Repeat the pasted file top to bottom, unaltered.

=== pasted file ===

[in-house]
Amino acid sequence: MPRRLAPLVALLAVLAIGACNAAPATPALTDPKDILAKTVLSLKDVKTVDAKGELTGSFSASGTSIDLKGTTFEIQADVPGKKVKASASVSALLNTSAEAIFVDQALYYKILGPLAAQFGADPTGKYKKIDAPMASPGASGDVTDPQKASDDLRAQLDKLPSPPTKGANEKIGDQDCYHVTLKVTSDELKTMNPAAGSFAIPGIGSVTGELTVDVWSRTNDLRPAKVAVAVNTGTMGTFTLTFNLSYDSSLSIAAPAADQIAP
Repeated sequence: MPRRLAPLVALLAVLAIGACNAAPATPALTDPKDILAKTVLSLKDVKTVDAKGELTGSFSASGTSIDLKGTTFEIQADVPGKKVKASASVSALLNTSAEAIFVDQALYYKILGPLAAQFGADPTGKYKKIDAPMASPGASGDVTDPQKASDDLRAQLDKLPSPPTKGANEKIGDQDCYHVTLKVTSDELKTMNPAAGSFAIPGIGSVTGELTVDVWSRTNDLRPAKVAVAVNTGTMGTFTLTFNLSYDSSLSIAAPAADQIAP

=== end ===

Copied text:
[in-house]
Amino acid sequence: MPRRLAPLVALLAVLAIGACNAAPATPALTDPKDILAKTVLSLKDVKTVDAKGELTGSFSASGTSIDLKGTTFEIQADVPGKKVKASASVSALLNTSAEAIFVDQALYYKILGPLAAQFGADPTGKYKKIDAPMASPGASGDVTDPQKASDDLRAQLDKLPSPPTKGANEKIGDQDCYHVTLKVTSDELKTMNPAAGSFAIPGIGSVTGELTVDVWSRTNDLRPAKVAVAVNTGTMGTFTLTFNLSYDSSLSIAAPAADQIAP
Repeated sequence: MPRRLAPLVALLAVLAIGACNAAPATPALTDPKDILAKTVLSLKDVKTVDAKGELTGSFSASGTSIDLKGTTFEIQADVPGKKVKASASVSALLNTSAEAIFVDQALYYKILGPLAAQFGADPTGKYKKIDAPMASPGASGDVTDPQKASDDLRAQLDKLPSPPTKGANEKIGDQDCYHVTLKVTSDELKTMNPAAGSFAIPGIGSVTGELTVDVWSRTNDLRPAKVAVAVNTGTMGTFTLTFNLSYDSSLSIAAPAADQIAP